Simply stated, tourism matters.
It matters because it contributes to world citizenship by breaking down barriers, facilitating relationships, fostering connections and the sharing of cultures, and encouraging ambassadorship as people develop a sense of pride within their own communities.
From May 28 to June 3rd, Abbotsford is joining dozens of communities across British Columbia in recognition of National Tourism Week – a grassroots initiative aligning tourism organizations, businesses, and other partners around the common vision of supporting a tourism sector unencumbered by government policies and recognized for its robust contribution to the economy.
On a provincial level, BC’s tourism industry sees approximately 20M visitors each year year, contributing almost $16 billion in revenue to the economy. Locally, Abbotsford’s visitor economy experienced the third year in a row of record growth. Last year alone, the number of overnight visitors, staying in paid accommodations, increased by 7%, generating revenue that was 17% higher. Abbotsford benefitted from an estimated $32-$34M of economic activity.
To celebrate National Tourism Week, Tourism Abbotsford has created a video featuring five people who are immersed in the tourism world and can speak to the cultural value that tourism brings. The emerging themes were internal tourism (pride of community), recognizing our similarities (what we have in common is more prominent than our differences), and expanding our worldview as we engage with others and learn from one another.
“We see an internal tourism where people are proud of Abbotsford and we feel that tourism is how we broaden our sense of the world. Tourism enables us to reflect on commonalities that we have with other groups and we believe it helps to break down prejudices,” says Alyssa Short, Guest Services Manager at Highstreet Shopping Centre.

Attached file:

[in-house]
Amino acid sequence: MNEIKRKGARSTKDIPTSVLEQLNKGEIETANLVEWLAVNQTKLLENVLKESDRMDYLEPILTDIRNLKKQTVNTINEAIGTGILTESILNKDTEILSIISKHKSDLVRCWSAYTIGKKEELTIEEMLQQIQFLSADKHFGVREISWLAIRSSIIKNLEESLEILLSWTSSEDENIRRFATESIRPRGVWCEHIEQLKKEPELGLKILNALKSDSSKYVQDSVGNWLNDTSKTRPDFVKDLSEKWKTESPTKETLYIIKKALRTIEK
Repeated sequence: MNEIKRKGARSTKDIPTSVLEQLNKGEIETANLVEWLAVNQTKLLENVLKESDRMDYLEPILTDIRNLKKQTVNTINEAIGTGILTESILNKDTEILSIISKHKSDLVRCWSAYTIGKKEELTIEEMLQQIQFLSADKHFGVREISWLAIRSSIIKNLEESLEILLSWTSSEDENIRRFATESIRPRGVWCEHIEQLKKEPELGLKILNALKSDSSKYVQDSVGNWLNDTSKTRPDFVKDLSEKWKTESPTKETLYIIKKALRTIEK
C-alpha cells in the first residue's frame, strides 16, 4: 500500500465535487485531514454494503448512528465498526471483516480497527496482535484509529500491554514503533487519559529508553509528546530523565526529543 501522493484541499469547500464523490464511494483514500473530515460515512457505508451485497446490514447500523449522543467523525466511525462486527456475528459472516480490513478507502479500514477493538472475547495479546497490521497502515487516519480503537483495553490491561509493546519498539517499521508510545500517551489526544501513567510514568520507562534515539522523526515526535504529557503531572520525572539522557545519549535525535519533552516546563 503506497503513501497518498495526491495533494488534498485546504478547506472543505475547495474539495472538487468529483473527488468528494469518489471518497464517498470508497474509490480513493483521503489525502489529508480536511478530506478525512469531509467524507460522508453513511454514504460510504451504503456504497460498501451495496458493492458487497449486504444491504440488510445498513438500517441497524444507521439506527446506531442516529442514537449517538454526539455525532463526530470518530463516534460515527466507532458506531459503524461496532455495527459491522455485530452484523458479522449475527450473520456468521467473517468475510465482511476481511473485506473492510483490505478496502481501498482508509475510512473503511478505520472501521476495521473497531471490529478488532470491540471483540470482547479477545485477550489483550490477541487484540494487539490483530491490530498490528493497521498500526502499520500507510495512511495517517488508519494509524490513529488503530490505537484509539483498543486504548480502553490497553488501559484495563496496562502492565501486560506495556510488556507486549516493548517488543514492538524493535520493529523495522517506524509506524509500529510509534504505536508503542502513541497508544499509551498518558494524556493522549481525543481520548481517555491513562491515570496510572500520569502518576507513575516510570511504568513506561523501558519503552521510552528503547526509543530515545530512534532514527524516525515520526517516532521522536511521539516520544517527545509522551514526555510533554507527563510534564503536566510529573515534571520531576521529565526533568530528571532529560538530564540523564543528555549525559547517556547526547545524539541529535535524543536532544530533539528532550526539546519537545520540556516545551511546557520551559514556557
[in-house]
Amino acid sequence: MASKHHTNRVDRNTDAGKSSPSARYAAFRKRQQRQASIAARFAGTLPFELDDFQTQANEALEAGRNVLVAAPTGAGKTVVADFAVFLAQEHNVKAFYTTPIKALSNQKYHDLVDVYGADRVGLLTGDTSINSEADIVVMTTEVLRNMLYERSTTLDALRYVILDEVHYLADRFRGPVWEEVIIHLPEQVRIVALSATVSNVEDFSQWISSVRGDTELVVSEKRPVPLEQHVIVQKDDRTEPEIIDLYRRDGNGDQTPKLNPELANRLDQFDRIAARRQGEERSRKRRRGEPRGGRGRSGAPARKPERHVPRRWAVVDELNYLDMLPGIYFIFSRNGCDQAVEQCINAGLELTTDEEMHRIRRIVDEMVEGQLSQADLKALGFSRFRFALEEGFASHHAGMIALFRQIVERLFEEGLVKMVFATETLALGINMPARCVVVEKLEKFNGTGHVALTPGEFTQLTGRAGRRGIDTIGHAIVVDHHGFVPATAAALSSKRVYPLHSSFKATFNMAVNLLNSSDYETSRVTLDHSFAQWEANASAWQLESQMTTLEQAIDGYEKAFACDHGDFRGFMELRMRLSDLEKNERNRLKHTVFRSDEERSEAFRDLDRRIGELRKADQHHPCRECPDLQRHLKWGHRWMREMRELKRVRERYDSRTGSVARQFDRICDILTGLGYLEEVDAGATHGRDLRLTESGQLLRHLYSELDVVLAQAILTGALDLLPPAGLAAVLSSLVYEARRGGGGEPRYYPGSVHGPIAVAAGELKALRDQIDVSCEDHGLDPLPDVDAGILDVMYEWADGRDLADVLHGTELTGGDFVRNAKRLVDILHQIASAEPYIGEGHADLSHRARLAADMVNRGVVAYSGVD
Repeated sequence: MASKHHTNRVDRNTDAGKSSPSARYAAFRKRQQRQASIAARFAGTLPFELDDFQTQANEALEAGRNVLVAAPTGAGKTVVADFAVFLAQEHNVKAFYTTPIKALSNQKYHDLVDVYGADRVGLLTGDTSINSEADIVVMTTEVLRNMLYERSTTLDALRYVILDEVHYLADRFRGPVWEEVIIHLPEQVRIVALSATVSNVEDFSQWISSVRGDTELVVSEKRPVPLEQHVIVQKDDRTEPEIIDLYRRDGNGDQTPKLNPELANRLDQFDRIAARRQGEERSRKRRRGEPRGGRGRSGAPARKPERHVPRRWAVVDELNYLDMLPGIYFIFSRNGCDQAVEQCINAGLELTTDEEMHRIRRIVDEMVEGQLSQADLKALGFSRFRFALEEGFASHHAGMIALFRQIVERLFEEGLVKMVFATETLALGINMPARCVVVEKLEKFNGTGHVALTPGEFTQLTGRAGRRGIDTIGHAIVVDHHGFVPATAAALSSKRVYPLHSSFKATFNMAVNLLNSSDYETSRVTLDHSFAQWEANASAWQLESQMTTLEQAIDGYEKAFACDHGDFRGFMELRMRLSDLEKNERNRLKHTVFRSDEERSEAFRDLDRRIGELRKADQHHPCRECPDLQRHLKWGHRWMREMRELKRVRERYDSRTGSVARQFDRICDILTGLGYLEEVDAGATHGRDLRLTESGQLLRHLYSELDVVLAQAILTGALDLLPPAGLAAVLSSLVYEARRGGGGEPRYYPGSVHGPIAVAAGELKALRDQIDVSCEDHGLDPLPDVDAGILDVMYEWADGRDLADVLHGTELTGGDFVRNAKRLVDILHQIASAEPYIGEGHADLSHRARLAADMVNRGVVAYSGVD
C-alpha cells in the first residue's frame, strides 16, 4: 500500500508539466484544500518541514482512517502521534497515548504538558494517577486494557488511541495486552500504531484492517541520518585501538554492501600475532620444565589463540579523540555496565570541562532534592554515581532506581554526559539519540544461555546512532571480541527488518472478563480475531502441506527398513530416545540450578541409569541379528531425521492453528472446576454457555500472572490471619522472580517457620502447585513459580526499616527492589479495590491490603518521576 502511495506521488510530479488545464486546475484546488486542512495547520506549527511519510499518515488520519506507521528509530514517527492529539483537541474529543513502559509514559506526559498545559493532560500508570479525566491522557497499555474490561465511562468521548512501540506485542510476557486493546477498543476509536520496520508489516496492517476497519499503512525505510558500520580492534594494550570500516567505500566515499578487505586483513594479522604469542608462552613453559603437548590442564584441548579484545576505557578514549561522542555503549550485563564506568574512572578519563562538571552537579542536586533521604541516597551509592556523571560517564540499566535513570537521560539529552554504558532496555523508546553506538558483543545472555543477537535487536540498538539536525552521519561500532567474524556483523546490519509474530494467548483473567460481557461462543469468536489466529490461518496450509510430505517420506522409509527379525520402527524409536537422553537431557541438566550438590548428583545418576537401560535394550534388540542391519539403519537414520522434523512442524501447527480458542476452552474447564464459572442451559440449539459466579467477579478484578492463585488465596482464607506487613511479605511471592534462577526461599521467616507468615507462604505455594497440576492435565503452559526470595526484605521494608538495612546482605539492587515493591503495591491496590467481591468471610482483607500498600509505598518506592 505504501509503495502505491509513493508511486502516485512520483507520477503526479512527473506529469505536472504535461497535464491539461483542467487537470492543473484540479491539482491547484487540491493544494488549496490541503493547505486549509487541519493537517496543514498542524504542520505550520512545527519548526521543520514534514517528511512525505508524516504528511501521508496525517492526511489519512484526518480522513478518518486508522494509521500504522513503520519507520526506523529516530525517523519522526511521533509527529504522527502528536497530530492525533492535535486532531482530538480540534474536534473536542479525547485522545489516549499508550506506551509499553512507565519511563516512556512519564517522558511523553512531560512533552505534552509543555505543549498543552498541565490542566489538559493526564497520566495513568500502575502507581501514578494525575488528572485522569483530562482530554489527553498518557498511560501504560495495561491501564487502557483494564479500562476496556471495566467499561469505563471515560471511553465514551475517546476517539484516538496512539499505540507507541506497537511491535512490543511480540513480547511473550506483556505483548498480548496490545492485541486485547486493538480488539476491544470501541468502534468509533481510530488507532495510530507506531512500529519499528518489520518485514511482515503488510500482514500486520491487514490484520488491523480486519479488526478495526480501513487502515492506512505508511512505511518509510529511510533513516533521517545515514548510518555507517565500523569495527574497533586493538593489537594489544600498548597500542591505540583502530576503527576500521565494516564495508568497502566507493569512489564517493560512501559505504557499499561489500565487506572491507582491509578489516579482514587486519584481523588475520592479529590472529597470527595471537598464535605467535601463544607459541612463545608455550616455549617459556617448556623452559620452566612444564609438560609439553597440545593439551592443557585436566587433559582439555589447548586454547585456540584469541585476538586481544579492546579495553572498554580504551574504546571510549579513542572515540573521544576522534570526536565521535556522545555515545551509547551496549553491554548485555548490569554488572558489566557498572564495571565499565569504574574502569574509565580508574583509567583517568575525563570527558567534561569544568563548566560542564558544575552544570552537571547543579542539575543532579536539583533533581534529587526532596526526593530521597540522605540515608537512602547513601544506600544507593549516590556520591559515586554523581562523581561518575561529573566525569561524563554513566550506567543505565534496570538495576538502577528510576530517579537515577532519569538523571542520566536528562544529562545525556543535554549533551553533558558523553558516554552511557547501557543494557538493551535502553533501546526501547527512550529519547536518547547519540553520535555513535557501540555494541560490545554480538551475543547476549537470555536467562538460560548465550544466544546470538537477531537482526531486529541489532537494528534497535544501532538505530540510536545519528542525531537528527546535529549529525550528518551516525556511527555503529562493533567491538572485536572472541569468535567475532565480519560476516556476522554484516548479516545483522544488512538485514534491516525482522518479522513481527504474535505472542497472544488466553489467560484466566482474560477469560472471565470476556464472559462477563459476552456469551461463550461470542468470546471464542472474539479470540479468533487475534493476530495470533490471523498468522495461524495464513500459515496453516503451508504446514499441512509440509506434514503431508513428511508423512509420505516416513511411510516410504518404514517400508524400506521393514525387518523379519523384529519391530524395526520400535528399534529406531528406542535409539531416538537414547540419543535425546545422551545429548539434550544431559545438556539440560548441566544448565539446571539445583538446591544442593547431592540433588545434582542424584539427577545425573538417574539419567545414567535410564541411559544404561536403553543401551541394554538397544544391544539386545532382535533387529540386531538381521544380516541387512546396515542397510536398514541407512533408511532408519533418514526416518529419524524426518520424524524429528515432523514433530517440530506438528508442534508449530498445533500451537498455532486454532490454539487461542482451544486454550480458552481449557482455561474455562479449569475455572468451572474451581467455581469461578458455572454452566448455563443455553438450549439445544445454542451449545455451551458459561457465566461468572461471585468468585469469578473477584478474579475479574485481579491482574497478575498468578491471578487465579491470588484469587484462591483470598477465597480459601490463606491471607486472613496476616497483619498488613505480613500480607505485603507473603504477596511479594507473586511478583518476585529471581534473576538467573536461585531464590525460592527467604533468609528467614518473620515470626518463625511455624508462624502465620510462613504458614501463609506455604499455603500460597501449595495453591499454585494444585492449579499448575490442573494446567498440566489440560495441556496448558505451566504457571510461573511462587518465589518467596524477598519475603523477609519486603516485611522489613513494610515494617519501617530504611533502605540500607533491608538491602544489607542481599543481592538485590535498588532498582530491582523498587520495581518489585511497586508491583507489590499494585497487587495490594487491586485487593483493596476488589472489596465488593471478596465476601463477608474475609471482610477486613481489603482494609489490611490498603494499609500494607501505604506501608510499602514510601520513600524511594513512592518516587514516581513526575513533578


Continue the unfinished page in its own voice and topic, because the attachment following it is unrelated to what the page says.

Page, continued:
“Tourism acts as a leveler, highlighting our similarities, and encourages us to cross borders and become brand ambassadors,” states Judy Campbell, Co-owner and Production Manager at Campbell’s Gold Honey Farm and Meadery.
“Tourists come to meet a new ‘people’ but realize that we have more in common that not,” says Chris Buis, Co-owner of Brookside Inn Boutique Hotel.
“As we host tourists in our community, we see Abbotsford for the first time through their eyes. It opens the door to diversity, from food to entertainment to landscape, and gives us the power to tell our story to the world—one of community, culture, family, and partnerships,” states Barb Roberts, Special Events and Film Coordinator for the City of Abbotsford.
“Appreciating the beauty of tulips isn’t something that just a certain race or gender can appreciate. I’ll see all ethnicities, age groups, and demographics coming out,” says Alexis Warmerdam, Founder of Bloom, The Abbotsford Tulip Festival.
Tourism is a powerful force that not only outpaces outpacing the overall economy, it enhances the amazing lifestyle we enjoy from recreational activity, resorts & restaurants, and wineries & breweries to museums & festivals and experiential adventures. It teaches us to embrace diversity, broaden our perspectives, and celebrate human connection.
From May 28 to June 3, share your favourite experiences with #TourismWeek #BCTourismMatters